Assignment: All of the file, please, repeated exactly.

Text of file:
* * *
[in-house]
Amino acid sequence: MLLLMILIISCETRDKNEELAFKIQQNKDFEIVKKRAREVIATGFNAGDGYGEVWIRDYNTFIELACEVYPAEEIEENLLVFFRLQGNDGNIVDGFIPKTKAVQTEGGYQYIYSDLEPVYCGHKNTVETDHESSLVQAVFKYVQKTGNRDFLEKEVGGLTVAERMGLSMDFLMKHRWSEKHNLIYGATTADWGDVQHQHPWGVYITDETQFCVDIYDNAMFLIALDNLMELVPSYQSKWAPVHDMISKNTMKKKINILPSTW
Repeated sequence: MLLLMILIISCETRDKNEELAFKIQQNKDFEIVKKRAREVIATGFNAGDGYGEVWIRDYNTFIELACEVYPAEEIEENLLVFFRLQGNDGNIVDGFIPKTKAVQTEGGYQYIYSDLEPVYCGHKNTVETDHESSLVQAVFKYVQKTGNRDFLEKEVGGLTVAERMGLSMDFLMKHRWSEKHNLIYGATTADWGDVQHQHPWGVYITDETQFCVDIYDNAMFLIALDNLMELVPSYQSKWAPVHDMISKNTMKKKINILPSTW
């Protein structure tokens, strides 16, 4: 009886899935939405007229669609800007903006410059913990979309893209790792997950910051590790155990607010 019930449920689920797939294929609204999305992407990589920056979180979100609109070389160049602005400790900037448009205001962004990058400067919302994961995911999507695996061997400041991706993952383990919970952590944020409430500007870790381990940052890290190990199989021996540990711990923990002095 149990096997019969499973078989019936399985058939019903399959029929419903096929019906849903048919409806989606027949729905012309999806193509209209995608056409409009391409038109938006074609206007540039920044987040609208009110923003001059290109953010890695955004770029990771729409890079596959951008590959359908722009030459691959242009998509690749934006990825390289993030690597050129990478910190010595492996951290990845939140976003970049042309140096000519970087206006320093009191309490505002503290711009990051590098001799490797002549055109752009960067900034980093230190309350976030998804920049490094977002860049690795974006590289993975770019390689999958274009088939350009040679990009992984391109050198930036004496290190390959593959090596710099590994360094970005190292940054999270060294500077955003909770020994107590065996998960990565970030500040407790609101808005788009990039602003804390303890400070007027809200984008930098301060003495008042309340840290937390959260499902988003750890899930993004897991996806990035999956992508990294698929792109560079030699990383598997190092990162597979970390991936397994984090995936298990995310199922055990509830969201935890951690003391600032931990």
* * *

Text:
[in-house]
Amino acid sequence: MLLLMILIISCETRDKNEELAFKIQQNKDFEIVKKRAREVIATGFNAGDGYGEVWIRDYNTFIELACEVYPAEEIEENLLVFFRLQGNDGNIVDGFIPKTKAVQTEGGYQYIYSDLEPVYCGHKNTVETDHESSLVQAVFKYVQKTGNRDFLEKEVGGLTVAERMGLSMDFLMKHRWSEKHNLIYGATTADWGDVQHQHPWGVYITDETQFCVDIYDNAMFLIALDNLMELVPSYQSKWAPVHDMISKNTMKKKINILPSTW
Repeated sequence: MLLLMILIISCETRDKNEELAFKIQQNKDFEIVKKRAREVIATGFNAGDGYGEVWIRDYNTFIELACEVYPAEEIEENLLVFFRLQGNDGNIVDGFIPKTKAVQTEGGYQYIYSDLEPVYCGHKNTVETDHESSLVQAVFKYVQKTGNRDFLEKEVGGLTVAERMGLSMDFLMKHRWSEKHNLIYGATTADWGDVQHQHPWGVYITDETQFCVDIYDNAMFLIALDNLMELVPSYQSKWAPVHDMISKNTMKKKINILPSTW
């Protein structure tokens, strides 16, 4: 009886899935939405007229669609800007903006410059913990979309893209790792997950910051590790155990607010 019930449920689920797939294929609204999305992407990589920056979180979100609109070389160049602005400790900037448009205001962004990058400067919302994961995911999507695996061997400041991706993952383990919970952590944020409430500007870790381990940052890290190990199989021996540990711990923990002095 149990096997019969499973078989019936399985058939019903399959029929419903096929019906849903048919409806989606027949729905012309999806193509209209995608056409409009391409038109938006074609206007540039920044987040609208009110923003001059290109953010890695955004770029990771729409890079596959951008590959359908722009030459691959242009998509690749934006990825390289993030690597050129990478910190010595492996951290990845939140976003970049042309140096000519970087206006320093009191309490505002503290711009990051590098001799490797002549055109752009960067900034980093230190309350976030998804920049490094977002860049690795974006590289993975770019390689999958274009088939350009040679990009992984391109050198930036004496290190390959593959090596710099590994360094970005190292940054999270060294500077955003909770020994107590065996998960990565970030500040407790609101808005788009990039602003804390303890400070007027809200984008930098301060003495008042309340840290937390959260499902988003750890899930993004897991996806990035999956992508990294698929792109560079030699990383598997190092990162597979970390991936397994984090995936298990995310199922055990509830969201935890951690003391600032931990």